Earth Day & Science March Set For This Weekend

Apr 20, 2017

The 47th annual Earth Day Celebration is taking place Saturday. Locally, there will be a number of events, including the Earth Day Pensacola Festival, and cleanups in Santa Rosa and Okaloosa counties. And, added to the mix for 2017 is the March for Science.

Again this year, the theme for the Earth Day Pensacola Festival is “Energy, Transportation & Sustainability.”

“Well, when you look at what has the biggest impact, you know it would definitely be energy and transportation,” said Eric St. Pierre, one of the organizers of Earth Day Pensacola. “By impact, what I mean is as far as climate change goes. And, sustainability, I mean it’s everything. It’s everything.”

St. Pierre says the theme is broad in scope and serves as a reminder that we have “finite” resources that can’t support the world’s many unstable practices and systems.

In support of the theme, there will be a number of vendors featuring share-riding, public transportation, and a display of hybrid vehicles. Also, there will be information on wind and solar energy, as well as gardening, plant and water education. There will be a designated kids activity area, food, music, dancing and yoga.

New for this year, Earth Day Pensacola is sponsoring a local charity, with funds raised at Saturday’s event to go to the environmental group 350 Pensacola.

Also new for this year is their partnership with the March for Science. St. Pierre called the move a “no brainer.”

“Climate change has become politicized,” he said. “We have representatives who have no scientific background making legislation based on the fear of ‘what’s good for the environment’ by default is bad for the economy. So, to take it away from the political climate, no pun intended, we wanted to involve them and really get that message out.”

In Pensacola, the March for Science will begin at 9:00 Saturday morning and will on location at Bayview Park as a prelude to the Earth Day Festival.

One of the leaders of the march will be Karen Atkinson Sanchez, a local science educator for almost two decades.

“Growing up, my dad was an engineer,” Sanchez said. “You know, science, technology, math, you know those things were always really big at home. I was the kid winning science fair projects for my school and my district, not just random, different science topics, but they were always earth and environment related.”

One of those projects focused on the Exxon-Valdez Oil Spill and another on the effect of CFC’s depleting the ozone layer.  

While this global March for Science is in response to political policies, Sanchez says ‘first and foremost’ it’s a non-partisan celebration of fact-based science.

“This is for everyone who can recognize, appreciate, and respect the role that science and technology plays in their everyday lives,” said Sanchez. “This is not blue or red. This is not partisan; this is for everyone who wants to come out and be a part of that.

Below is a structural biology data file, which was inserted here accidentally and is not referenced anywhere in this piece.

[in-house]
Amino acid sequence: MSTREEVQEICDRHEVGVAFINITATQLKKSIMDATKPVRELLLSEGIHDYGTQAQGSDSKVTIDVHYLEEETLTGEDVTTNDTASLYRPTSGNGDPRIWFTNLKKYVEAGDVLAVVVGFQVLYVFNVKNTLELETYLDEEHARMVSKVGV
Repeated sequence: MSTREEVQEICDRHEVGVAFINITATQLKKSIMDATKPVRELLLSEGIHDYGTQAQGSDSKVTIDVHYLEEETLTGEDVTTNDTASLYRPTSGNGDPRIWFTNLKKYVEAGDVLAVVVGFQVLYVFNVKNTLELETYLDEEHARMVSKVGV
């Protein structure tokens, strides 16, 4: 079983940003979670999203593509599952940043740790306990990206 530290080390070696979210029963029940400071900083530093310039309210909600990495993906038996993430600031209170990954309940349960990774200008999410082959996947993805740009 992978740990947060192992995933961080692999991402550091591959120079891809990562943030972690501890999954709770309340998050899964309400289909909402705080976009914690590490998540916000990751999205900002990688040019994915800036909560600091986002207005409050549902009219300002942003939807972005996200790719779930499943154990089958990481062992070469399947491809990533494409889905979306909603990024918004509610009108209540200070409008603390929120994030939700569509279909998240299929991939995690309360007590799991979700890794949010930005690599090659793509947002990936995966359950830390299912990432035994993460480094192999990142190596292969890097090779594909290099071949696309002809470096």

According to the March for Science website, there will be 517 satellite marches worldwide. Twenty-one of them will be in Florida, including Pensacola, Panama City, and Fort Walton Beach.

In Fort Walton, the march will be held from 9 a.m. – noon, beginning and ending at the Emerald Coast Science Center.

Staying in Okaloosa County, residents can also participate in the annual Earth Day Beach Cleanup from 8:00-10:00 a.m. at three locations including Okaloosa Island at Beasley Park, at the Seashore Beachwalk on Okaloosa Island, and Henderson Beach State Park in Destin.

“Volunteers of all ages are welcome and they’ll be receiving event t-shirts, litter bags, recyclable gloves, bottled water and we hope lots of fun in the sun,” said Nancy Hussong with the Okaloosa Tourist Development Council, which has been organizing the beach cleanup for the past several years.

Hussong says it’s a good fit, since the county’s number one asset for tourism is its pristine coastline.  

For good reason, she says, their main focus will be on picking up all forms of plastic, including the #1 litter item cigarette butts.

“Plastic never disappears from the environment once it’s there,” Hussong said. “It degrades into smaller pieces that they call micro-plastics. Not only do we find those in our oceans now, but also in our drinking water, in our lakes and in our aquifers.”

And, while Okaloosa is focusing on local beaches, Santa Rosa County will be conducting an Earth Day edition of the annual Keep America Beautiful “Great American Cleanup.”

Kevin Smith, executive director of the Santa Rosa Clean Community System, says for this every area of the county is fair game.

We do have someone in Navarre that’s participatin, but we’re also up to Munson and Jay” said Smith. “We’re doing the whole county, not just waterways. And, we also have the Blackwater Pyrates that’s participating in the Great American Cleanup and they’re actually going to be on the Blackwater River cleaning up.”

For the cleanup in Santa Rosa, Waste Pro is donating four large dumpsters that will be placed in various locations across the county, including Milton, Bagdad, Munson and Floridale.